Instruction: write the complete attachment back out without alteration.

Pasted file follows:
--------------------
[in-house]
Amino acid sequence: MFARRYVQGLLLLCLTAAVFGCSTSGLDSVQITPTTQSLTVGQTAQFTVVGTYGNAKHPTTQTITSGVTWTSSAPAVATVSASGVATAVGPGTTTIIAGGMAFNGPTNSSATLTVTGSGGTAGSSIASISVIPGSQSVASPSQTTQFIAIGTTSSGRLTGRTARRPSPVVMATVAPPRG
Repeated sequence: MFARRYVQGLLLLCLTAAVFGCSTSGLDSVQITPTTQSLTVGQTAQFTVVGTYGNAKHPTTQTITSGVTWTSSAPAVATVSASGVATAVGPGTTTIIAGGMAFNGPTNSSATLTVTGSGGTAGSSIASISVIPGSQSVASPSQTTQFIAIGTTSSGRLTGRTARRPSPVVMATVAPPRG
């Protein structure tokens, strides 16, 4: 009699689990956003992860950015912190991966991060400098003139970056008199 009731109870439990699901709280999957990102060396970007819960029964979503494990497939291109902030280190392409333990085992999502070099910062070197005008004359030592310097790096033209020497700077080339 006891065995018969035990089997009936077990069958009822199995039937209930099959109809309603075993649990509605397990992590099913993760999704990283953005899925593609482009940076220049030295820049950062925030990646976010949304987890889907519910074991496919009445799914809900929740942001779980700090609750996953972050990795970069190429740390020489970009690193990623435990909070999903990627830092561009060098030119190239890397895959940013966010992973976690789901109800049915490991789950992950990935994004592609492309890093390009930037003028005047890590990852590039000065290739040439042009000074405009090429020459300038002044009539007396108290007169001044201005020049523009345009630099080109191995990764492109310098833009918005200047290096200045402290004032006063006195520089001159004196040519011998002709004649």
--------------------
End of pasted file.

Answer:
[in-house]
Amino acid sequence: MFARRYVQGLLLLCLTAAVFGCSTSGLDSVQITPTTQSLTVGQTAQFTVVGTYGNAKHPTTQTITSGVTWTSSAPAVATVSASGVATAVGPGTTTIIAGGMAFNGPTNSSATLTVTGSGGTAGSSIASISVIPGSQSVASPSQTTQFIAIGTTSSGRLTGRTARRPSPVVMATVAPPRG
Repeated sequence: MFARRYVQGLLLLCLTAAVFGCSTSGLDSVQITPTTQSLTVGQTAQFTVVGTYGNAKHPTTQTITSGVTWTSSAPAVATVSASGVATAVGPGTTTIIAGGMAFNGPTNSSATLTVTGSGGTAGSSIASISVIPGSQSVASPSQTTQFIAIGTTSSGRLTGRTARRPSPVVMATVAPPRG
């Protein structure tokens, strides 16, 4: 009699689990956003992860950015912190991966991060400098003139970056008199 009731109870439990699901709280999957990102060396970007819960029964979503494990497939291109902030280190392409333990085992999502070099910062070197005008004359030592310097790096033209020497700077080339 006891065995018969035990089997009936077990069958009822199995039937209930099959109809309603075993649990509605397990992590099913993760999704990283953005899925593609482009940076220049030295820049950062925030990646976010949304987890889907519910074991496919009445799914809900929740942001779980700090609750996953972050990795970069190429740390020489970009690193990623435990909070999903990627830092561009060098030119190239890397895959940013966010992973976690789901109800049915490991789950992950990935994004592609492309890093390009930037003028005047890590990852590039000065290739040439042009000074405009090429020459300038002044009539007396108290007169001044201005020049523009345009630099080109191995990764492109310098833009918005200047290096200045402290004032006063006195520089001159004196040519011998002709004649």